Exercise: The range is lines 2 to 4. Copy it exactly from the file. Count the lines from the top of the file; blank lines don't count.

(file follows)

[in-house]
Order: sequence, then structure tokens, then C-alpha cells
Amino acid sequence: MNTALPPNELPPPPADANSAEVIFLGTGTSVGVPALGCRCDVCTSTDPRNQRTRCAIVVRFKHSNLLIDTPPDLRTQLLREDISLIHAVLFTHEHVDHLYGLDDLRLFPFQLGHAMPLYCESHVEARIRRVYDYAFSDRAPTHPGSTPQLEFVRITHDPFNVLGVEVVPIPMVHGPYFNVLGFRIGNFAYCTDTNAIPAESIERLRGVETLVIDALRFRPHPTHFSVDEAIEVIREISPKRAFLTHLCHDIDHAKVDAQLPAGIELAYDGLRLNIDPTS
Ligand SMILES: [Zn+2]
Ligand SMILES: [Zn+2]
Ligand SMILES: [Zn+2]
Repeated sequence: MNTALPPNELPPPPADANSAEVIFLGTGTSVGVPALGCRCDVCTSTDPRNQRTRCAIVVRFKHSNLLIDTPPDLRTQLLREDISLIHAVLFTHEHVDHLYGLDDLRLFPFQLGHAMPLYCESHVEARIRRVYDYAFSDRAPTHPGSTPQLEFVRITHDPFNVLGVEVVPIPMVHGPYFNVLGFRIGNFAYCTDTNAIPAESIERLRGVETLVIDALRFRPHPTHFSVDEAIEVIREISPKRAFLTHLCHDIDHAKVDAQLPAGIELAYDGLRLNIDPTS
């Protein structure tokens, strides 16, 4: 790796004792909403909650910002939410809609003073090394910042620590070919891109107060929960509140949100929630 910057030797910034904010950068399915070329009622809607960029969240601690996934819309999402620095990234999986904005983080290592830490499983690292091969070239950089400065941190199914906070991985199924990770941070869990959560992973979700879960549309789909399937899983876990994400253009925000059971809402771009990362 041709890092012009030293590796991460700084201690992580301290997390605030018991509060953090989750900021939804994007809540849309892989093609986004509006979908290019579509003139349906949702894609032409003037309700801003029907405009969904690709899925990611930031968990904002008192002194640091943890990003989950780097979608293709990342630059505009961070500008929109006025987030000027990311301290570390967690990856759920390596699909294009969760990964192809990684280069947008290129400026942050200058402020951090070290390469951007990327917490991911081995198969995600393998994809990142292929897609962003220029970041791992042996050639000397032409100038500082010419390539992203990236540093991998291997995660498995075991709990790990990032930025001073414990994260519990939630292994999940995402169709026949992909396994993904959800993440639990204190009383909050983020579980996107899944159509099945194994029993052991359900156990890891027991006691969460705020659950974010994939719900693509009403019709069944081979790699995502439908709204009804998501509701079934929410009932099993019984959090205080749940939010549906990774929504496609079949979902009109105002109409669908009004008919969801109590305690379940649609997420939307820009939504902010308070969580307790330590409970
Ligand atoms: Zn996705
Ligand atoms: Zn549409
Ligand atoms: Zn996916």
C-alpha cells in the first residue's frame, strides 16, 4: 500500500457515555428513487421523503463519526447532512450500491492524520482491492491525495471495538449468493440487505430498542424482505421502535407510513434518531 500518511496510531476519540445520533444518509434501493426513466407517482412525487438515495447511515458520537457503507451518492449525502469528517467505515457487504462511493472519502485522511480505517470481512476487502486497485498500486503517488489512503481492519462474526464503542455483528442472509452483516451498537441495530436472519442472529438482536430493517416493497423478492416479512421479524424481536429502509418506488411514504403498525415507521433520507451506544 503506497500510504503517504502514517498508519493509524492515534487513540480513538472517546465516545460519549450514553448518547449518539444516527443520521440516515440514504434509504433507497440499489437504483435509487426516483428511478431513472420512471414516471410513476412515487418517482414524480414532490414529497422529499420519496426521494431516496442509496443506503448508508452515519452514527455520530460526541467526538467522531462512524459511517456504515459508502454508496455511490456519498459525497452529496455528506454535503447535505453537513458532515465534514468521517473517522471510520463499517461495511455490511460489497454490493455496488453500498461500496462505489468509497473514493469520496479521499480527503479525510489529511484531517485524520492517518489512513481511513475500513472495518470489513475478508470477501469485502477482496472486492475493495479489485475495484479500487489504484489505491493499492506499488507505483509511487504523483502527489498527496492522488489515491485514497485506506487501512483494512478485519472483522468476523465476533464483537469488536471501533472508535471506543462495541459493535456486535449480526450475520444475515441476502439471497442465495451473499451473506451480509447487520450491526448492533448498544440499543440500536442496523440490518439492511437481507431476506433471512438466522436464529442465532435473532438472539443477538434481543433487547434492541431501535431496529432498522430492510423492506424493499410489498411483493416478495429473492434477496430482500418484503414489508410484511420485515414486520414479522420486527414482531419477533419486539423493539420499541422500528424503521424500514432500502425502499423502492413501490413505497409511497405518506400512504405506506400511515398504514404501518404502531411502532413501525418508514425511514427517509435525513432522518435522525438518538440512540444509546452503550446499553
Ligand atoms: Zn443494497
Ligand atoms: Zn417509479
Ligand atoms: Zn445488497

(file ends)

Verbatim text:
Order: sequence, then structure tokens, then C-alpha cells
Amino acid sequence: MNTALPPNELPPPPADANSAEVIFLGTGTSVGVPALGCRCDVCTSTDPRNQRTRCAIVVRFKHSNLLIDTPPDLRTQLLREDISLIHAVLFTHEHVDHLYGLDDLRLFPFQLGHAMPLYCESHVEARIRRVYDYAFSDRAPTHPGSTPQLEFVRITHDPFNVLGVEVVPIPMVHGPYFNVLGFRIGNFAYCTDTNAIPAESIERLRGVETLVIDALRFRPHPTHFSVDEAIEVIREISPKRAFLTHLCHDIDHAKVDAQLPAGIELAYDGLRLNIDPTS
Ligand SMILES: [Zn+2]